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April 2013

Volume 12Issue 4p833-1045
Open Access
On the cover: (Oil painting by Julie Newdoll, www.brushwithscience.com): A cell membrane constructed of the half human, half fish (both water loving and land creature) Oannes of Mesopotamian mythology divides the image into two worlds - that of the cytoplasm (black) below the outside the cell (red) above. In the cytoplasm reside the water creatures - species of fish and sea monster. They are glycosylated, if at all, with a single sugar GlcNAc, represented by the blue and white dragonfly (in the larvae stage in the water and as a dragonfly on the outside of the cell). Spanning the membrane are various characters from Greek mythology representing membrane proteins. They all hold or are attached to a straight or branched object, which represent straight or branched sugars. At the end of the chain of sugars is a purple bird, representing Neu5Ac. The objects in these glycans, like the bird, are colored to reflect the “Recommended symbols and conventions for drawing glycan structures” published in the Essentials of Glycobiology*. Hera (or Juno) holds her golden apple tree full of Gal, GalNac, and GalN. Cerberus sports a snake on each head, which might be a short chain of IdoA and GalA, all with the purple bird on the end of each branch (Neu5Ac), while the ram with the golden fleece has only a single GlcNAc, reflecting the possibility that proteins in the cytoplasm may be glycosylated in this way as shown recently in the literature. For details, see Essentials of Glycobiology, 2009, 2nd edition, Varki A, Cummings RD, J.D. Esko, et al., eds., Cold Spring Harbor Laboratory Press, Cold Spring Harbor, NY....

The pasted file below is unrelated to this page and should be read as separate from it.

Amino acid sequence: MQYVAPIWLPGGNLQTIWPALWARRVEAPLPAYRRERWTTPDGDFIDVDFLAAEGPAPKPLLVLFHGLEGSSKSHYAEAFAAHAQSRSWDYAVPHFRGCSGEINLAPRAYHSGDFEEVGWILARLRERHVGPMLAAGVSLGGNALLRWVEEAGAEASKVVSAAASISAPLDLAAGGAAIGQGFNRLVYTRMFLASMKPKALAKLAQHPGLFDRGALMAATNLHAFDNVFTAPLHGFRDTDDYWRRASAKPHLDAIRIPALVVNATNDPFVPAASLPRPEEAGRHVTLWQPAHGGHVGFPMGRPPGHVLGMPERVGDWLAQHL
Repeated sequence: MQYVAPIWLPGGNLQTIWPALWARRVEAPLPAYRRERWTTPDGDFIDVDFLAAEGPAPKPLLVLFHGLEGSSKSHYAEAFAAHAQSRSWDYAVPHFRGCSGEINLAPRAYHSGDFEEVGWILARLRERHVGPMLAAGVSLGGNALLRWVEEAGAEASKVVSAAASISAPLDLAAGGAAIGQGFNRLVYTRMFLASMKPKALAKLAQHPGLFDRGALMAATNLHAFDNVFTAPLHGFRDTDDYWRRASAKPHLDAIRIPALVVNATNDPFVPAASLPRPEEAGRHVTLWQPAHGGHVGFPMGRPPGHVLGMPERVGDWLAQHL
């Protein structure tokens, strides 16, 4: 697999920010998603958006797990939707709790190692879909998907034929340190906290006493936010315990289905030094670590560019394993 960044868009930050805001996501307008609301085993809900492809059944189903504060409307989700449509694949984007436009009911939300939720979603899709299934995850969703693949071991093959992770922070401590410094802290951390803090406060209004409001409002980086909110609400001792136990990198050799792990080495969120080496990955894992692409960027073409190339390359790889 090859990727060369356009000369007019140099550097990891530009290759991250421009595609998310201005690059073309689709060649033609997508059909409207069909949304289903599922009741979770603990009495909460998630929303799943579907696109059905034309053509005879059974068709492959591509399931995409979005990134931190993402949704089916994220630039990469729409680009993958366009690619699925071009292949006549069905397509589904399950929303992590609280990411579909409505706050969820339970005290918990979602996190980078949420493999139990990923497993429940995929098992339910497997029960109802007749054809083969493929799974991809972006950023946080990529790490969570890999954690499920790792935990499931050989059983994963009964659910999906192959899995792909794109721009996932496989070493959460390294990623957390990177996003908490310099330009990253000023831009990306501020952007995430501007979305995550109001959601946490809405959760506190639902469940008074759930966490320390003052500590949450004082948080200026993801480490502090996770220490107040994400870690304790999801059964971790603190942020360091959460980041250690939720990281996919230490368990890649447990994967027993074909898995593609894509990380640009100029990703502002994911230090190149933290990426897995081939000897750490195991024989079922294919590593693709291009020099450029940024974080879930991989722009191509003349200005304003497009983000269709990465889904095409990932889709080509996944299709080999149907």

On the cover: (Oil painting by Julie Newdoll, www.brushwithscience.com): A cell membrane constructed of the half human, half fish (both water loving and land creature) Oannes of Mesopotamian mythology divides the image into two worlds - that of the cytoplasm (black) below the outside the cell (red) above. In the cytoplasm reside the water creatures - species of fish and sea monster. They are glycosylated, if at all, with a single sugar GlcNAc, represented by the blue and white dragonfly (in the larvae stage in the water and as a dragonfly on the outside of the cell). Spanning the membrane are various characters from Greek mythology representing membrane proteins. They all hold or are attached to a straight or branched object, which represent straight or branched sugars. At the end of the chain of sugars is a purple bird, representing Neu5Ac. The objects in these glycans, like the bird, are colored to reflect the “Recommended symbols and conventions for drawing glycan structures” published in the Essentials of Glycobiology*. Hera (or Juno) holds her golden apple tree full of Gal, GalNac, and GalN. Cerberus sports a snake on each head, which might be a short chain of IdoA and GalA, all with the purple bird on the end of each branch (Neu5Ac), while the ram with the golden fleece has only a single GlcNAc, reflecting the possibility that proteins in the cytoplasm may be glycosylated in this way as shown recently in the literature. For details, see Essentials of Glycobiology, 2009, 2nd edition, Varki A, Cummings RD, J.D. Esko, et al., eds., Cold Spring Harbor Laboratory Press, Cold Spring Harbor, NY.

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